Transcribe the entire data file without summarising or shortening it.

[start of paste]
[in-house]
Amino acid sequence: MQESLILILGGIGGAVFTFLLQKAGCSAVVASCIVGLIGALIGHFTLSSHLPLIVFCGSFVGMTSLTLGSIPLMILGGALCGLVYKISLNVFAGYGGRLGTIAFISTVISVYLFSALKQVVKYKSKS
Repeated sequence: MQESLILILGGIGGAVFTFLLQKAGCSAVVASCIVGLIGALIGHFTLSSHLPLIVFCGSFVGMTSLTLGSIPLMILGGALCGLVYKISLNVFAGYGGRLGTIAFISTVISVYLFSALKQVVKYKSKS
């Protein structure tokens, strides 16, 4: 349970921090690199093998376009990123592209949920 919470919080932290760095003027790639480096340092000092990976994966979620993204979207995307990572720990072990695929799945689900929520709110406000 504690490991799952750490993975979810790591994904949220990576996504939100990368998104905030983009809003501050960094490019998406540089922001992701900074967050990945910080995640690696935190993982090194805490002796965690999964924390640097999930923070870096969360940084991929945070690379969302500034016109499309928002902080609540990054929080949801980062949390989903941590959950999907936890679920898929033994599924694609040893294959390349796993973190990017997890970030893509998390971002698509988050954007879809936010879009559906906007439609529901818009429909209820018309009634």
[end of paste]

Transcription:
[in-house]
Amino acid sequence: MQESLILILGGIGGAVFTFLLQKAGCSAVVASCIVGLIGALIGHFTLSSHLPLIVFCGSFVGMTSLTLGSIPLMILGGALCGLVYKISLNVFAGYGGRLGTIAFISTVISVYLFSALKQVVKYKSKS
Repeated sequence: MQESLILILGGIGGAVFTFLLQKAGCSAVVASCIVGLIGALIGHFTLSSHLPLIVFCGSFVGMTSLTLGSIPLMILGGALCGLVYKISLNVFAGYGGRLGTIAFISTVISVYLFSALKQVVKYKSKS
């Protein structure tokens, strides 16, 4: 349970921090690199093998376009990123592209949920 919470919080932290760095003027790639480096340092000092990976994966979620993204979207995307990572720990072990695929799945689900929520709110406000 504690490991799952750490993975979810790591994904949220990576996504939100990368998104905030983009809003501050960094490019998406540089922001992701900074967050990945910080995640690696935190993982090194805490002796965690999964924390640097999930923070870096969360940084991929945070690379969302500034016109499309928002902080609540990054929080949801980062949390989903941590959950999907936890679920898929033994599924694609040893294959390349796993973190990017997890970030893509998390971002698509988050954007879809936010879009559906906007439609529901818009429909209820018309009634």